algorithm Alternative forms
* algorism (obsolete)
Noun
( en noun)
A precise stepbystep plan for a computational procedure that possibly begins with an input value and yields an output value in a finite number of steps.
* 1990 , Cormen, Leiserson, and Rivest, Introduction to Algorithms'': page 1. Cambridge, MA, The MIT Press, 1999 (''23rd printing )
 Informally, an algorithm''''' is any welldefined computational procedure that takes some value, or set of values, as input and produces some value, or set of values, as output. An ' algorithm is thus a sequence of computational steps that transform the input into the output.
* {{quotemagazine, date=20130726, author=(Leo Hickman)
, volume=189, issue=7, page=26, magazine=( The Guardian Weekly)
, title= How algorithms rule the world
, passage=The use of algorithms in policing is one example of their increasing influence on our lives. And, as their ubiquity spreads, so too does the debate around whether we should allow ourselves to become so reliant on them – and who, if anyone, is policing their use.}}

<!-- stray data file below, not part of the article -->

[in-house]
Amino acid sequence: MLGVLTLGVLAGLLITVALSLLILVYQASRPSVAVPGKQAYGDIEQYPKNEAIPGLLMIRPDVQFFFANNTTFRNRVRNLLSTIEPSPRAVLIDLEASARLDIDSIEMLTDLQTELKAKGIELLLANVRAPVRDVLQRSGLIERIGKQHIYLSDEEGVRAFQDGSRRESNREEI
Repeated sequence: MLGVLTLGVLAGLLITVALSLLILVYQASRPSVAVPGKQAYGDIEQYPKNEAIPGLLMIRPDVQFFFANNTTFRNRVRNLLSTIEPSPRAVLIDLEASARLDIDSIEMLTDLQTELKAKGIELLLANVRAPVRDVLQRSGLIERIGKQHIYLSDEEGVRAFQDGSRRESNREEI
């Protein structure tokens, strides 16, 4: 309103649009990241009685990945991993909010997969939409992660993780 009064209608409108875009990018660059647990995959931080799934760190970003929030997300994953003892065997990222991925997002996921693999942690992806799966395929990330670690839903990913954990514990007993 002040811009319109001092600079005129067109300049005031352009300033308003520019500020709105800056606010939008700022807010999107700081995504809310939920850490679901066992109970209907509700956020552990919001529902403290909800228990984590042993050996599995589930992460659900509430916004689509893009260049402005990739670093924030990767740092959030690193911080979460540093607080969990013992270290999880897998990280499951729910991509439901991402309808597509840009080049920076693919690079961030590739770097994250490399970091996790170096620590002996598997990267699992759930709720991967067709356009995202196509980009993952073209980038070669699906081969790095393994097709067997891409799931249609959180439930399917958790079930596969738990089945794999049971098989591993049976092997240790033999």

(archaic) Calculation with Arabic numerals; algorism.
Hyponyms
( hyptop)
* approximation algorithm
* checksum algorithm
* classification algorithm
* compression algorithm
* computer arithmetic algorithm
* distributed algorithm
* divide and conquer algorithm
( hypmid)
* genetic algorithm
* greedy algorithm
* parallel algorithm
* randomized algorithm
* randomized algorithm
* semialgorithm
* sequential algorithm
( hypbottom)
Related terms
* algorithmic
* algorithmics
* algorithmization
* algorithmize
* algebra
* algorism
Usage notes
* Though some technical definitions require that an algorithm always terminate in a finite number of steps, this distinction is not generally observed in practice.
See also
* data structure
* function
* program

maximax English
Noun
( )
(economics, computer science, decision theory) A strategy or algorithm that seeks to maximize the maximum possible result (that is, that prefers the alternative with the chance of the best possible outcome, even if its expected outcome and its worst possible outcome are worse than other alternatives);
* 2009 , Harold Kerzner, Project Management: A Systems Approach to Planning, Scheduling, and Controlling , Tenth Edition, John Wiley and Sons, ISBN 9780470278703, page 749 :
 The first criterion is the criterion, often referred to the maximax criterion. the decisionmaker is always optimistic and attempts to maximize profits by a goforbroke strategy.
See also
* (strategy that maximizes the maximum) maximin, minimax, minimin